'Space Sweepers' promises to take moviegoers on the ride of a lifetime
Over the centennial of the local film industry, sci-fi space blockbusters strictly remained within the boundaries of Hollywood due to the daunting scale and massive budgets needed — that was until “Space Sweepers,” which is finally set for release on Sept. 23 after multiple delays due to the Covid-19 pandemic and hopes to break the mold.
Originally set to premiere locally during the summer, which is normally the perfect season for a film release as people stream into cool theaters to take a break from the sweltering heat for a few hours, "Space Sweepers," similar to other films, pushed back its release until the infected cases subsided.
And it looked like the shaken film industry could finally be on its way to recovery — for instance, actor Hwang Jung-min and Lee Jung-jae’s action film “Deliver Us From Evil” reached its break-even point in just 12 days since its local premiere.
“Space Sweepers” was to hold its press event offline, the first time in months for a local film to host an event with press attendance since the virus outbreak.
Although the event was moved online as the cluster of new infections took a swing upwards to three-digit numbers, the film is still one of the most anticipated releases of the year not only due to its setting, but also thanks to its star-studded cast of actors including Song Joong-ki, Kim Tae-ri, Jin Seon-kyu and Yoo Hae-jin.
The film also marks the reunion of director Cho Sung-hee and Song after their hit fantasy romance film “A Werewolf Boy” in 2012.
“Hello everyone, it’s been a while,” Song began with a bright smile. “I take on the role of the space pilot Kim Tae-ho in ‘Space Sweepers.’”
The event was Song’s first public appearance in a year and two months since his divorce from actor Song Hye-kyo in July 2019.
According to the actor, he had initially heard about the story when he was filming “A Werewolf Boy.”
“Back then, I only knew that it was going to be a sci-fi film set in space,” he said. “I wasn’t aware that it was going to be about space sweepers, which is a very unique topic. What thrilled me the most was that I got to take on the challenge of participating in Korea’s first-ever space sci-fi film.”
“This story began about a decade ago from a personal conversation with a friend,” director Cho said. “He told me about problems related to space debris and how dangerous it was because of its speed. Then I latched onto the topic of the laborers in space who collect the junk. Actually, I found out through my research that these people have already been mentioned in animated films and games.”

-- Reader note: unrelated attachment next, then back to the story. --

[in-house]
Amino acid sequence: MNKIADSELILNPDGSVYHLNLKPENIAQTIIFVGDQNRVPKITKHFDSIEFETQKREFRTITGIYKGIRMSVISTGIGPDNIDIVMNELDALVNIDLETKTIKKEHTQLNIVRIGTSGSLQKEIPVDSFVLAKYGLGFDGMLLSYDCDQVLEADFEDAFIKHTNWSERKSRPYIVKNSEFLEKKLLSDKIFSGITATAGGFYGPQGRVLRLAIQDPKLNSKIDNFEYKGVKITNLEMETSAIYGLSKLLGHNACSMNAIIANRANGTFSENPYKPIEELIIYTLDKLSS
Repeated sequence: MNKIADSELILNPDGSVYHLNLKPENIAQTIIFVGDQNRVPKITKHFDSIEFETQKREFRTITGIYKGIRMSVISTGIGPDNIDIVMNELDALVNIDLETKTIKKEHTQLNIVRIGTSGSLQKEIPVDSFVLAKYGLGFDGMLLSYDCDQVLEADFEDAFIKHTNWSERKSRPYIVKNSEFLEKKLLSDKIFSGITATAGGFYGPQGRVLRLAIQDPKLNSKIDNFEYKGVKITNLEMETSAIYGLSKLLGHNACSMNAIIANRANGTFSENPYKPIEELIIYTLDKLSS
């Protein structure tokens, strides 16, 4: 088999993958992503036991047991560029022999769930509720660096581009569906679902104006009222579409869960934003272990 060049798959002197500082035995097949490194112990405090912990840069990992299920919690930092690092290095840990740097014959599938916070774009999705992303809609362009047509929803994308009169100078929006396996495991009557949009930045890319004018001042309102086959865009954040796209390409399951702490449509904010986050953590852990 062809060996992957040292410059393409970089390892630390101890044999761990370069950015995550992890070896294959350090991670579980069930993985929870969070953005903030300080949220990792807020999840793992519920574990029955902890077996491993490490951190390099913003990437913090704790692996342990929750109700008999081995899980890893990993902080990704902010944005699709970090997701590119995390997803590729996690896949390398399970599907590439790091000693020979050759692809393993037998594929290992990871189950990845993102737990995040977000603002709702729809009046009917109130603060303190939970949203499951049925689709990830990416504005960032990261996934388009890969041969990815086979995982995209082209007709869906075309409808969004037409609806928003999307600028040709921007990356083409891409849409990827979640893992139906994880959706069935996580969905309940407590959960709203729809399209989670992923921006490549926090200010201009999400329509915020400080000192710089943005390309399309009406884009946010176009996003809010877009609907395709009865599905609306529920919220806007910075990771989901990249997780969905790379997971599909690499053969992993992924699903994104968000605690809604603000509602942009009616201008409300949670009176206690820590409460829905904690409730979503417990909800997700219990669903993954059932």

The film is set in the far future of 2092, when due to rapid desertification, plants no longer grow on Earth, turning the planet into an inhospitable place for humans to live. The classes are largely divided into two — the top five percent of the entire race which lives up in space, breathing fresh air through the plants they have grown in their own world, and the rest of the poor, who struggle to survive on the deserted Earth.
The protagonists, the sweepers, scavenge space looking for worthwhile junk to sell, and come across a humanoid robot called Dorothy, which was once classified as a weapon of mass destruction.
“The space sweepers, although they live in space, they do not belong in the affluent society,” Cho said. “They are similar to immigrant workers — struggling to earn a living. Although the film is set in a completely different world from now, the characters inside the story are not that much different from people today. [The sweepers] still worry about mundane everyday problems like loans, interest rates and paying their bills on time. They still eat rice and doenjang jjigae [fermented soybean paste stew]. In this film, instead of these Hollywood heroes clad in fancy suits featuring all these superpowers, it’s about normal people — Koreans who zoom around space in their spaceship. That’s the biggest characteristic and difference the film offers [from other films].”
The space sweepers consist of Song, the pilot, Kim as Captain Jang, Jin as Tiger Park the space mechanic and last but not least, Yoo as Updongi, a fashionable robot who fishes out the debris from space.
It was Yoo’s first time to act using motion capture sensors.
“At first I was asked to lend my voice,” Yoo said. “But I thought it was better for me to be in the film so that I could be more involved in the character. The robot is actually cute — he’s fashion-sensitive, and he’s actually very humane.”
Apart from the genre, what drew Kim to the film was her character.
“She’s the captain, the leader of her ship,” Kim said. “I don’t think there has ever been a [Korean] film in which a woman was a captain. What’s more, she’s very intelligent — smart enough to rebuild her own spaceship [from junk]. But I thought it would be too cliché if she was perfect in every way — so she is [also] humane in her own ways. In this film, it’s about being less than perfect — the characters each have their own flair of personality, and they’re all mixed up to create this familial atmosphere [in the ship].”
Song promised that the audience will get the ride of their lives through their film.
“I haven’t seen the whole film, but from the glimpses of what Cho has showed me, the scenes where we are in a hot pursuit or being chased, or the scenes where we harpoon the debris will leave the audience starstruck. I think they will find what they’ve been looking for when they see the film in cinemas.”
“I really took care to create a film that is meant to be seen on the big screen,” Cho said. “Due to the recent surge [of coronavirus cases] it’s hard to call out to the audience and ask them to view our film in the cinemas. But I fervently hope that by the time the film is released, the situation will be contained and people can enjoy our film with ease.”
BY LEE JAE-LIM [firstname.lastname@example.org]